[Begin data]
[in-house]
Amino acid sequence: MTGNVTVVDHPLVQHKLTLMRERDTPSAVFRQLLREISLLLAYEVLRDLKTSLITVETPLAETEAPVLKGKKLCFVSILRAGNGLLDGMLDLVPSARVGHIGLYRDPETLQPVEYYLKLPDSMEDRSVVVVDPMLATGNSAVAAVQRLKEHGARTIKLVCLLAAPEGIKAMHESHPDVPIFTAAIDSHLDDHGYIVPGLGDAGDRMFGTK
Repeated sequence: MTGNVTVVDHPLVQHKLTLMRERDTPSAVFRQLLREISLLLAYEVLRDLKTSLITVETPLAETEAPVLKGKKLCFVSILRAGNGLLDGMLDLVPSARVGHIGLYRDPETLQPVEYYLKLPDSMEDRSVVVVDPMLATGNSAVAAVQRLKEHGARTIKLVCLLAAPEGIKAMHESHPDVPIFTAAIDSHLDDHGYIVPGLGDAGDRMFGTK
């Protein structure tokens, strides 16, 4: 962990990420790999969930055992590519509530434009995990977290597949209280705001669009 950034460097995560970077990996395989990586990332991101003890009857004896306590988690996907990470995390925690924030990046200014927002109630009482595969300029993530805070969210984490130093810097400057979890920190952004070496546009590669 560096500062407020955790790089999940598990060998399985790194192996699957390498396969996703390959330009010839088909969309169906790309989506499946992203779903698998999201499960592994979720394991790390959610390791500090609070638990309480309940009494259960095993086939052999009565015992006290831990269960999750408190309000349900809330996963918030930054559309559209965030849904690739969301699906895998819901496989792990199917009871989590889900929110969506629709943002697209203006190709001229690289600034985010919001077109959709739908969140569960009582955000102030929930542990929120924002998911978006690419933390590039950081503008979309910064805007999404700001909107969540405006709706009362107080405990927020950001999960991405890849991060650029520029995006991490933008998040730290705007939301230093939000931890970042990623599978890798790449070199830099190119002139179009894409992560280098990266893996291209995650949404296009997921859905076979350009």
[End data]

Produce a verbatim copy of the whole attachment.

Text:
[in-house]
Amino acid sequence: MTGNVTVVDHPLVQHKLTLMRERDTPSAVFRQLLREISLLLAYEVLRDLKTSLITVETPLAETEAPVLKGKKLCFVSILRAGNGLLDGMLDLVPSARVGHIGLYRDPETLQPVEYYLKLPDSMEDRSVVVVDPMLATGNSAVAAVQRLKEHGARTIKLVCLLAAPEGIKAMHESHPDVPIFTAAIDSHLDDHGYIVPGLGDAGDRMFGTK
Repeated sequence: MTGNVTVVDHPLVQHKLTLMRERDTPSAVFRQLLREISLLLAYEVLRDLKTSLITVETPLAETEAPVLKGKKLCFVSILRAGNGLLDGMLDLVPSARVGHIGLYRDPETLQPVEYYLKLPDSMEDRSVVVVDPMLATGNSAVAAVQRLKEHGARTIKLVCLLAAPEGIKAMHESHPDVPIFTAAIDSHLDDHGYIVPGLGDAGDRMFGTK
């Protein structure tokens, strides 16, 4: 962990990420790999969930055992590519509530434009995990977290597949209280705001669009 950034460097995560970077990996395989990586990332991101003890009857004896306590988690996907990470995390925690924030990046200014927002109630009482595969300029993530805070969210984490130093810097400057979890920190952004070496546009590669 560096500062407020955790790089999940598990060998399985790194192996699957390498396969996703390959330009010839088909969309169906790309989506499946992203779903698998999201499960592994979720394991790390959610390791500090609070638990309480309940009494259960095993086939052999009565015992006290831990269960999750408190309000349900809330996963918030930054559309559209965030849904690739969301699906895998819901496989792990199917009871989590889900929110969506629709943002697209203006190709001229690289600034985010919001077109959709739908969140569960009582955000102030929930542990929120924002998911978006690419933390590039950081503008979309910064805007999404700001909107969540405006709706009362107080405990927020950001999960991405890849991060650029520029995006991490933008998040730290705007939301230093939000931890970042990623599978890798790449070199830099190119002139179009894409992560280098990266893996291209995650949404296009997921859905076979350009």